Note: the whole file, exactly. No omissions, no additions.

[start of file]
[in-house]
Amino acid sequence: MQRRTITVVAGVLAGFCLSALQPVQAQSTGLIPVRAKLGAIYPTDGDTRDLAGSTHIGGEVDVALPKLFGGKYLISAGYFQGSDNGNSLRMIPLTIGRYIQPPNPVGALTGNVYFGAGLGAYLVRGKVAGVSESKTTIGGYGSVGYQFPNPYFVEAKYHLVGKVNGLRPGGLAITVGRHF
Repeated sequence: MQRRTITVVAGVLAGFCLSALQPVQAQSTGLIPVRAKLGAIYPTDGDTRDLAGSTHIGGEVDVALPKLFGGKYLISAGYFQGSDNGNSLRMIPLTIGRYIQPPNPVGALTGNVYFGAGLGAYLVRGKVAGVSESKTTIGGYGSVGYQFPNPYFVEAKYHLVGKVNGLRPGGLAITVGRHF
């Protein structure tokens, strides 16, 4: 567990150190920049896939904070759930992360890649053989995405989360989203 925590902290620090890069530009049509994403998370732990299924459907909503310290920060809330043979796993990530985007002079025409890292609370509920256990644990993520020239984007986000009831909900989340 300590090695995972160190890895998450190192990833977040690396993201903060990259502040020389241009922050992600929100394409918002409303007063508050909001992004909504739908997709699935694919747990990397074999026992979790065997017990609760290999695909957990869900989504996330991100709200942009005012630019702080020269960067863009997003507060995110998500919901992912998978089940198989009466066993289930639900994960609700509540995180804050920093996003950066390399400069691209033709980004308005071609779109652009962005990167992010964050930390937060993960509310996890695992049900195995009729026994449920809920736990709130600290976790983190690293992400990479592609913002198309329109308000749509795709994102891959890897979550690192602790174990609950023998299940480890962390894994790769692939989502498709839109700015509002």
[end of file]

[in-house]
Amino acid sequence: MQRRTITVVAGVLAGFCLSALQPVQAQSTGLIPVRAKLGAIYPTDGDTRDLAGSTHIGGEVDVALPKLFGGKYLISAGYFQGSDNGNSLRMIPLTIGRYIQPPNPVGALTGNVYFGAGLGAYLVRGKVAGVSESKTTIGGYGSVGYQFPNPYFVEAKYHLVGKVNGLRPGGLAITVGRHF
Repeated sequence: MQRRTITVVAGVLAGFCLSALQPVQAQSTGLIPVRAKLGAIYPTDGDTRDLAGSTHIGGEVDVALPKLFGGKYLISAGYFQGSDNGNSLRMIPLTIGRYIQPPNPVGALTGNVYFGAGLGAYLVRGKVAGVSESKTTIGGYGSVGYQFPNPYFVEAKYHLVGKVNGLRPGGLAITVGRHF
């Protein structure tokens, strides 16, 4: 567990150190920049896939904070759930992360890649053989995405989360989203 925590902290620090890069530009049509994403998370732990299924459907909503310290920060809330043979796993990530985007002079025409890292609370509920256990644990993520020239984007986000009831909900989340 300590090695995972160190890895998450190192990833977040690396993201903060990259502040020389241009922050992600929100394409918002409303007063508050909001992004909504739908997709699935694919747990990397074999026992979790065997017990609760290999695909957990869900989504996330991100709200942009005012630019702080020269960067863009997003507060995110998500919901992912998978089940198989009466066993289930639900994960609700509540995180804050920093996003950066390399400069691209033709980004308005071609779109652009962005990167992010964050930390937060993960509310996890695992049900195995009729026994449920809920736990709130600290976790983190690293992400990479592609913002198309329109308000749509795709994102891959890897979550690192602790174990609950023998299940480890962390894994790769692939989502498709839109700015509002």